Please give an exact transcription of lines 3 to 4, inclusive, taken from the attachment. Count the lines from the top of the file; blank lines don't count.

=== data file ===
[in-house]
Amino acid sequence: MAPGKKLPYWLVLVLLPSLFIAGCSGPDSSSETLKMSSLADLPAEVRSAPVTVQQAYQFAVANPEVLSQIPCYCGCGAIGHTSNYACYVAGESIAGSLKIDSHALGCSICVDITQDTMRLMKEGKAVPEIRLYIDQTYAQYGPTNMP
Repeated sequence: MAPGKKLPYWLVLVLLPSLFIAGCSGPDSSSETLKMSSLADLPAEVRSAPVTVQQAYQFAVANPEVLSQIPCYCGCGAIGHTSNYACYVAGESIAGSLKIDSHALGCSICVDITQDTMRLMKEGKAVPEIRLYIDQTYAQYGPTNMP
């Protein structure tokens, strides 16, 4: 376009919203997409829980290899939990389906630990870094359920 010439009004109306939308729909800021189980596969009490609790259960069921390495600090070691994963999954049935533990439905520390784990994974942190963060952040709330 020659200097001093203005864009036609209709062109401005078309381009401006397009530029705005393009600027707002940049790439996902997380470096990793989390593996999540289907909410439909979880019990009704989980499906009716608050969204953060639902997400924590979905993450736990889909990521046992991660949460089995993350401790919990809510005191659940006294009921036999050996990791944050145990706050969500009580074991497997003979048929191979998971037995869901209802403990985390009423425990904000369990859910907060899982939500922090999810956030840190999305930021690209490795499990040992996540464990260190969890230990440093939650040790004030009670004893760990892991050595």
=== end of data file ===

Repeated sequence: MAPGKKLPYWLVLVLLPSLFIAGCSGPDSSSETLKMSSLADLPAEVRSAPVTVQQAYQFAVANPEVLSQIPCYCGCGAIGHTSNYACYVAGESIAGSLKIDSHALGCSICVDITQDTMRLMKEGKAVPEIRLYIDQTYAQYGPTNMP
């Protein structure tokens, strides 16, 4: 376009919203997409829980290899939990389906630990870094359920 010439009004109306939308729909800021189980596969009490609790259960069921390495600090070691994963999954049935533990439905520390784990994974942190963060952040709330 020659200097001093203005864009036609209709062109401005078309381009401006397009530029705005393009600027707002940049790439996902997380470096990793989390593996999540289907909410439909979880019990009704989980499906009716608050969204953060639902997400924590979905993450736990889909990521046992991660949460089995993350401790919990809510005191659940006294009921036999050996990791944050145990706050969500009580074991497997003979048929191979998971037995869901209802403990985390009423425990904000369990859910907060899982939500922090999810956030840190999305930021690209490795499990040992996540464990260190969890230990440093939650040790004030009670004893760990892991050595």